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Industrial market vacancy rate dips in second half of 2012


Staff Report
Published Feb. 7, 2013

The vacancy rate of the Columbia industrial market dipped to 8.78% at the end of 2012 with tenants moving into new spaces, expanding existing facilities or renewing their leases, according to a report released today by Colliers International.

Much of the activity in the second half of the year focused on northeast and southeast Columbia submarkets, the commercial real estate firm said.

The northeast, where there’s a majority of big-box spaces ranging between 100,000 and 350,000 square feet, had the highest vacancy rate at 25.38%, Colliers said. Some 1.3 million square feet remains on the market in northeast Columbia.

Still, the vacancy rate of northeast Columbia dropped 4.4% in the second half of 2012, Colliers said. That was the largest decrease of any of the area’s local submarkets.

The positive movement was paced by Jayco Inc.’s lease of 60,129 square feet at 850 Bookman Road and Carrier-Bryant Carolinas renewed its lease for 70,000 square feet at 230 Business Park Blvd.

The vacancy rate for southeast Columbia dropped 3.51% compared with the first half of 2012, Colliers said. Cherry Contracting’s lease of 31,672 square feet at 9790 Garners Ferry Road was a key transaction in the submarket.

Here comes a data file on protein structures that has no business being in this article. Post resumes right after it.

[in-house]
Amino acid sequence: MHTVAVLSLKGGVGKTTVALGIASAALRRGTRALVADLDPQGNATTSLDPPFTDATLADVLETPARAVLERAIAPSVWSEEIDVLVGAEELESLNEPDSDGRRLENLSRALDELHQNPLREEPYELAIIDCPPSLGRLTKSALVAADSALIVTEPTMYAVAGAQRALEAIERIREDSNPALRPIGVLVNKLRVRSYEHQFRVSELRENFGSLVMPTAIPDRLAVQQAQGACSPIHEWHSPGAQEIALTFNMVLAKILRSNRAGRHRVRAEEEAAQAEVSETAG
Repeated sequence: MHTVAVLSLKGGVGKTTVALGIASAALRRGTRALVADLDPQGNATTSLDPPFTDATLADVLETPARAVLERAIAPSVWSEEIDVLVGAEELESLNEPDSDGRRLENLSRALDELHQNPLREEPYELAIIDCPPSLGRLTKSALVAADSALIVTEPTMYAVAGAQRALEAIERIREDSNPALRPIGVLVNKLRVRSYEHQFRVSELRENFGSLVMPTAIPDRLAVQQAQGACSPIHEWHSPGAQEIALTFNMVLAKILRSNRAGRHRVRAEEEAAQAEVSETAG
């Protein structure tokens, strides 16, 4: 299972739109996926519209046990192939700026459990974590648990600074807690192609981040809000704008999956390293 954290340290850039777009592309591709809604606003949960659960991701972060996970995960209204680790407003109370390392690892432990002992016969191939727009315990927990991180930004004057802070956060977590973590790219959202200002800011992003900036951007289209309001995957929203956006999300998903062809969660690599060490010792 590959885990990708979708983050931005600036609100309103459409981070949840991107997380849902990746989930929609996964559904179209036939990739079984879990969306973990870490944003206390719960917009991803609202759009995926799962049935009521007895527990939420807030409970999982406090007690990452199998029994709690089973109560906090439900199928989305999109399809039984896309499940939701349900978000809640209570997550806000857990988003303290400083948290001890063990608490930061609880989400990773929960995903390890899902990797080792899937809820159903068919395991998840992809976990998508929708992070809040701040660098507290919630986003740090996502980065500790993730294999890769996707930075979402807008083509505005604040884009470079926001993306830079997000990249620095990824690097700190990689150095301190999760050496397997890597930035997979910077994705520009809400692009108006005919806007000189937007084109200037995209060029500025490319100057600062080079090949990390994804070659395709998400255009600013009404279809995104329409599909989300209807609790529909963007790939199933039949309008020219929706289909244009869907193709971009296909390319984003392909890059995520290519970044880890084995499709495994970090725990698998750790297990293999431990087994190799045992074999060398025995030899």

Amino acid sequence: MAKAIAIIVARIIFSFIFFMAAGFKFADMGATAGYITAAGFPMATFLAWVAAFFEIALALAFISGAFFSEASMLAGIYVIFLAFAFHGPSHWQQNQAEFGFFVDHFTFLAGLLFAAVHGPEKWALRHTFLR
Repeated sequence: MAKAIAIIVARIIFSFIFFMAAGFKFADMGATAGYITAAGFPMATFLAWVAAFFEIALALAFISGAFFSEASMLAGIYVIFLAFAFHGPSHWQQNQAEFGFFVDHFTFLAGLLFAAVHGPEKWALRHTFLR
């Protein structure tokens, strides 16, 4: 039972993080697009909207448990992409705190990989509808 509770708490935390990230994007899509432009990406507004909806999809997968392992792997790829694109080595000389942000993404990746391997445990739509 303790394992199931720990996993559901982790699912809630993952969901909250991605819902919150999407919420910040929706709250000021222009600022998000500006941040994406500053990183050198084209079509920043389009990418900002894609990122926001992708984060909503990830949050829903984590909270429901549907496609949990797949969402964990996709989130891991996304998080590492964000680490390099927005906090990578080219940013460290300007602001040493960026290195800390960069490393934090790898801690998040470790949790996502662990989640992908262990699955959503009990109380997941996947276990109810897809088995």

Looking ahead, Colliers noted that two major industrial construction projects that total nearly 1.2 million square feet are under way in the Columbia market.

Florida-based Nephron Pharmaceuticals is building a 900,000-square-foot complex at Saxe Gotha Industrial Park, which is expected to be completed this spring.

Meanwhile, JTEKT Corp., an automotive supplier, is adding 267,000 square feet to its facility near Blythewood.

Overall, the Columbia industrial market consists of 625 buildings with 37.9 million square feet under roof. About 3.2 million square feet is vacant.

Colliers expects 2013 to be “fairly productive” with positive absorption, lower vacancy rates, and stabilizing rents and purchase prices.

“Companies confident in the future business cycle activity are more apt to consider purchasing property taking advantage of low prices of existing buildings and lower interest rates which equate to a lower occupancy cost when compared to leasing,” Colliers said.

“Landlords will be trying to re-position properties to create value by pushing for longer lease terms with credit-worthy tenants,” the report added.

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